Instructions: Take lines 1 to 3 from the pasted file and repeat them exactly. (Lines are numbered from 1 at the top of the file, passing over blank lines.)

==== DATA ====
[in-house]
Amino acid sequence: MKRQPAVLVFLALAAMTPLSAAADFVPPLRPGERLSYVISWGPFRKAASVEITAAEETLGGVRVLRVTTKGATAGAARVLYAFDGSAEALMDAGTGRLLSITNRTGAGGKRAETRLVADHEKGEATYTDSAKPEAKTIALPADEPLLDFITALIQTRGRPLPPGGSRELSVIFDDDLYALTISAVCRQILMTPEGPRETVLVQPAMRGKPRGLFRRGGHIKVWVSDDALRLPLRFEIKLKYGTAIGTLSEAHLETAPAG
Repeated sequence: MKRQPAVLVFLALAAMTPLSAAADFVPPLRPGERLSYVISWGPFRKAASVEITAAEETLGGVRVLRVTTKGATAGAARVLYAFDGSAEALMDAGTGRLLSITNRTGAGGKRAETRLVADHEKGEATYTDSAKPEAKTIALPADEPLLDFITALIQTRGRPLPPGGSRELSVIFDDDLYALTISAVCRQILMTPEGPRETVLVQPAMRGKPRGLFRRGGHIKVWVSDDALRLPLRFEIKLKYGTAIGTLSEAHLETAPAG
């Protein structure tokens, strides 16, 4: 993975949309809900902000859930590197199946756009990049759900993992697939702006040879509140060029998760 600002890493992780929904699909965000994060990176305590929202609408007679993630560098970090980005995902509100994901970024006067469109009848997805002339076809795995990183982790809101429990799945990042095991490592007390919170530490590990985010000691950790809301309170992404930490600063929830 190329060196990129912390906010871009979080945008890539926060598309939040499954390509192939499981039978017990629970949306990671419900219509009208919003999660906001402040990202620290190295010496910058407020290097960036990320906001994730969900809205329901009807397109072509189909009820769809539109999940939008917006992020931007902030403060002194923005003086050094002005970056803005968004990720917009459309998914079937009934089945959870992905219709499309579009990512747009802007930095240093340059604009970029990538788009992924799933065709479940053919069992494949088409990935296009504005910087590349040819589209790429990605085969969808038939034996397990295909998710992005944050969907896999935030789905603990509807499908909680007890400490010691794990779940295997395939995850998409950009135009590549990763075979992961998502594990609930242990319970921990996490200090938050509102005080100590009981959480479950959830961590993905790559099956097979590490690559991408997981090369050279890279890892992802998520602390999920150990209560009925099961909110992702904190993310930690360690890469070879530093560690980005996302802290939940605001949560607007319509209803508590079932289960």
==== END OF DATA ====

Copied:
[in-house]
Amino acid sequence: MKRQPAVLVFLALAAMTPLSAAADFVPPLRPGERLSYVISWGPFRKAASVEITAAEETLGGVRVLRVTTKGATAGAARVLYAFDGSAEALMDAGTGRLLSITNRTGAGGKRAETRLVADHEKGEATYTDSAKPEAKTIALPADEPLLDFITALIQTRGRPLPPGGSRELSVIFDDDLYALTISAVCRQILMTPEGPRETVLVQPAMRGKPRGLFRRGGHIKVWVSDDALRLPLRFEIKLKYGTAIGTLSEAHLETAPAG
Repeated sequence: MKRQPAVLVFLALAAMTPLSAAADFVPPLRPGERLSYVISWGPFRKAASVEITAAEETLGGVRVLRVTTKGATAGAARVLYAFDGSAEALMDAGTGRLLSITNRTGAGGKRAETRLVADHEKGEATYTDSAKPEAKTIALPADEPLLDFITALIQTRGRPLPPGGSRELSVIFDDDLYALTISAVCRQILMTPEGPRETVLVQPAMRGKPRGLFRRGGHIKVWVSDDALRLPLRFEIKLKYGTAIGTLSEAHLETAPAG